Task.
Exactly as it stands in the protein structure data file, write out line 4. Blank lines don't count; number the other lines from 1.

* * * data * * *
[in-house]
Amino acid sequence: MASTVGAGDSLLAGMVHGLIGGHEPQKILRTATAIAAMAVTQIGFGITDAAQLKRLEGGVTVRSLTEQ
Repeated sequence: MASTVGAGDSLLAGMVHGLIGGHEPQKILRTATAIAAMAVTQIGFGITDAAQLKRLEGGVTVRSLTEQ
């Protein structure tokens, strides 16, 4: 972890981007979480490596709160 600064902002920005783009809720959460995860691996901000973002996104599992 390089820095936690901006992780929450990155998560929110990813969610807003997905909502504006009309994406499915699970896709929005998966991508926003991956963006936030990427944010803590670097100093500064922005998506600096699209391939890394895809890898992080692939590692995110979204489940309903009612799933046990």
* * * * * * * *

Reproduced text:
């Protein structure tokens, strides 16, 4: 972890981007979480490596709160 600064902002920005783009809720959460995860691996901000973002996104599992 390089820095936690901006992780929450990155998560929110990813969610807003997905909502504006009309994406499915699970896709929005998966991508926003991956963006936030990427944010803590670097100093500064922005998506600096699209391939890394895809890898992080692939590692995110979204489940309903009612799933046990």